Posts Tagged Systems

The Republican Base is the Identified Patient in our National Family System

The American right has transformed from conservative to reactionary to revanchist in an incredibly short period of time.  Today’s Republican base voters feel a toxic mix of anger, frustration, and isolation.  The general perception of America outside their communities is almost entirely negative.  They are keenly aware of themselves as the last holdouts against a rising tide of racial pluralism and cultural tolerance.  The forces at work are complex, but at the same they are the same enemies liberalism has always opposed – the forces of social order which presume that some people are ‘more equal’ than others.  Today’s Republican party has been transformed from a political party to a fundamentalist movement with all that implies about in group and out group dynamics; organized around the ideas of Constitutional purity, American exceptionalism, and traditional culture, this political fundamentalism movement is motivated by fear, anger and loss.

On October 3, Democracy Corps published Inside the GOP, their findings from a series of focus group discussions with Republicans.  They identified the GOP’s three key constituencies – evangelicals, Tea Partiers and moderates and held focus groups in various cities around the country. The memo as a whole makes for depressing reading – it describes a group of Americans who see themselves as socially, culturally and political isolated, a faithful remnant fighting to restore the America they understand and value against a devious and largely victorious enemy.  The average member of the Republican base feels besieged, angry and frustrated.  Their sense of isolation within contemporary culture cannot be overstated.  Tellingly, the members of the focus groups reported that the focus group time was a unique experience of being around like-minded people: Read the rest of this entry »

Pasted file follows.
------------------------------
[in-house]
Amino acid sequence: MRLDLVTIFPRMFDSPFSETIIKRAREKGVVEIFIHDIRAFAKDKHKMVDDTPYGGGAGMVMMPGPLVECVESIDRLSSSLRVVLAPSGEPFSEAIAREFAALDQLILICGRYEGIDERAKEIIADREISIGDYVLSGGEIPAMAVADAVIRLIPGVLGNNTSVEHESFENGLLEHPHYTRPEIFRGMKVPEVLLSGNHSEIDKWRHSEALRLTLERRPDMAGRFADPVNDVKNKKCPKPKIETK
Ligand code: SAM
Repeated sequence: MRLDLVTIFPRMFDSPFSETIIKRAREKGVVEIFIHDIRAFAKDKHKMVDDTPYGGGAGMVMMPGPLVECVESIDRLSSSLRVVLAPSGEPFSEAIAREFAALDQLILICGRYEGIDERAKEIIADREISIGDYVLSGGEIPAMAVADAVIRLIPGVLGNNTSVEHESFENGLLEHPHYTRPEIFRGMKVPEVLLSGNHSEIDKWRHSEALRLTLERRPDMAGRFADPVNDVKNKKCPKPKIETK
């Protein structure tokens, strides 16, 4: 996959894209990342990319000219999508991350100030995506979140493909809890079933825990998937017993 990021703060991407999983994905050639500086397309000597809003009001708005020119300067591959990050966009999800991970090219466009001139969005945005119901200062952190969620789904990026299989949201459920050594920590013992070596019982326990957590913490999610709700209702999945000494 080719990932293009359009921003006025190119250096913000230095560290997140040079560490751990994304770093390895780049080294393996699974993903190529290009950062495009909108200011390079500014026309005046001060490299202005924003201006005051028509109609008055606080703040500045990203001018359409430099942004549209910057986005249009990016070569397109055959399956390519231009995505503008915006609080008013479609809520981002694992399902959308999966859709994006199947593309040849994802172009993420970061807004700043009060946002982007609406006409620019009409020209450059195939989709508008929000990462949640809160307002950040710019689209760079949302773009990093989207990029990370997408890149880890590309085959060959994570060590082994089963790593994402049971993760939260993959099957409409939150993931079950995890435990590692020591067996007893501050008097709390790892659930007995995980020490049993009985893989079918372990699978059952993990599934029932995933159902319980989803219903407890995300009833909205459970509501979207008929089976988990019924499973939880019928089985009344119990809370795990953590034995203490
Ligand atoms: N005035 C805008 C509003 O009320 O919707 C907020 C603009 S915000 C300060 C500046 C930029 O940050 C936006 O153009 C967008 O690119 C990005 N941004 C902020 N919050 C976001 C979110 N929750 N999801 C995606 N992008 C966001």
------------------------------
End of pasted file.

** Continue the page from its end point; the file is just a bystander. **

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The Age of Disruption: Impact on the Military Industrial Complex

Watching conservatives oppose military intervention in Syria has been entertaining to say the least.  We all know that if the occupants of the White Hosue were a Republican, they’d be cheerleading for the most ruinous attack possible, telling us that Assad is the moral equal of Pol Pot, Hitler, Mussolini and Jeffrey Dahmer all rolled into one.  Not so long ago, however, most of Washington DC would have joined in supporting an attack.  A few years ago, an attack on Syria would have been a foregone conclusion, there would have been sporadic opposition but it would have happened, and at least inside the “establishment” would have been regarded as necessary and possibly even good.  A great many Democrats supported action against Iraq in 2002 and 2003 (despite their doubts of its success) because the necessity of military action was accepted, common wisdom even if their instincts told them it was a disaster waiting to happen.

The disasters of Iraq and Afghanistan were/are simply to big to be ignored, even by hawkish political insiders.  When someone as reliably dim and possessed of the conventional wisdom as George Will doesn’t favor a military strike, you know something has shifted. Read the rest of this entry »

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Some Thoughts on Shifting Awareness of How Things Connect and How Problems Are Solved

Paolo Freire warns that “`Washing one’s hands’ of the conflict between the powerful and the powerless means to side with the powerful, not to be neutral.”

From Power and Love by Adam Kahane

If you are neutral in situations of injustice, you have chosen the side of the oppressor. If an elephant has its foot on the tail of a mouse and you say that you are neutral, the mouse will not appreciate your neutrality.

Desmond Tutu

The moral component of leadership is the ability to understand and communicate the moral implications of our choices.  Choosing policies that bailed out banks but not homeowners is a moral choice.  Certainly, if we’d bailed out homeowners rather than banks, the economy would have played out very differently over the last few years.  I think it’s fair to argue that the financial crisis was a symptom rather than the disease, so in flushing god knows how much money into the financial system we were likely not addressing the underlying problem.  In dealing with problems, you want to use your resources effectively – and to put resources where they will do the most good.  Bailing out the banksters wasn’t an effective use of resources.  The financial sector consumed billions without actually helping the economy.  In system wide problems, diffused solutions are more effective.

Read the rest of this entry »

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